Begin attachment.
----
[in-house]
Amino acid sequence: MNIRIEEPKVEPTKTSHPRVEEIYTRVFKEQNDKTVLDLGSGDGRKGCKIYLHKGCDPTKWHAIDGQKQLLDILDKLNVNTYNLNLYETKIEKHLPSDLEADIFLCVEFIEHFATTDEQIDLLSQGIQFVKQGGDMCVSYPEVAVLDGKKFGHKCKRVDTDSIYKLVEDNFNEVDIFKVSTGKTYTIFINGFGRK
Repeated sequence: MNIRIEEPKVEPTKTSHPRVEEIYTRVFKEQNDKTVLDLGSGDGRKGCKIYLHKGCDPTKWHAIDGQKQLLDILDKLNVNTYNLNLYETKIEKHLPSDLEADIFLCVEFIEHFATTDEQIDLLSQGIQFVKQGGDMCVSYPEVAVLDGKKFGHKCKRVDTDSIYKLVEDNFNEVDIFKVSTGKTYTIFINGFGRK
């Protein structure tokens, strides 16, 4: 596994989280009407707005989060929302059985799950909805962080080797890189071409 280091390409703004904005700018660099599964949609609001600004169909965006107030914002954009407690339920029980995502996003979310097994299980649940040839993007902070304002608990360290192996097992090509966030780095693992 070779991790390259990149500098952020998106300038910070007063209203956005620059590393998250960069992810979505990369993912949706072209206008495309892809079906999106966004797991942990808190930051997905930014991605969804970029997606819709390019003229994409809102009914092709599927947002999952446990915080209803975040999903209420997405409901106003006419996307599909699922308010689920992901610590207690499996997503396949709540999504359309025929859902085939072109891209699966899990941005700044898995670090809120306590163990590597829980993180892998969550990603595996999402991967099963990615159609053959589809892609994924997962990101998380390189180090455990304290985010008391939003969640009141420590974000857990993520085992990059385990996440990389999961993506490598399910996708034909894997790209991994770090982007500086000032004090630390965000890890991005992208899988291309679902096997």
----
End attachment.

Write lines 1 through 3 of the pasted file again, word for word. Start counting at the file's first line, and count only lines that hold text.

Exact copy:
[in-house]
Amino acid sequence: MNIRIEEPKVEPTKTSHPRVEEIYTRVFKEQNDKTVLDLGSGDGRKGCKIYLHKGCDPTKWHAIDGQKQLLDILDKLNVNTYNLNLYETKIEKHLPSDLEADIFLCVEFIEHFATTDEQIDLLSQGIQFVKQGGDMCVSYPEVAVLDGKKFGHKCKRVDTDSIYKLVEDNFNEVDIFKVSTGKTYTIFINGFGRK
Repeated sequence: MNIRIEEPKVEPTKTSHPRVEEIYTRVFKEQNDKTVLDLGSGDGRKGCKIYLHKGCDPTKWHAIDGQKQLLDILDKLNVNTYNLNLYETKIEKHLPSDLEADIFLCVEFIEHFATTDEQIDLLSQGIQFVKQGGDMCVSYPEVAVLDGKKFGHKCKRVDTDSIYKLVEDNFNEVDIFKVSTGKTYTIFINGFGRK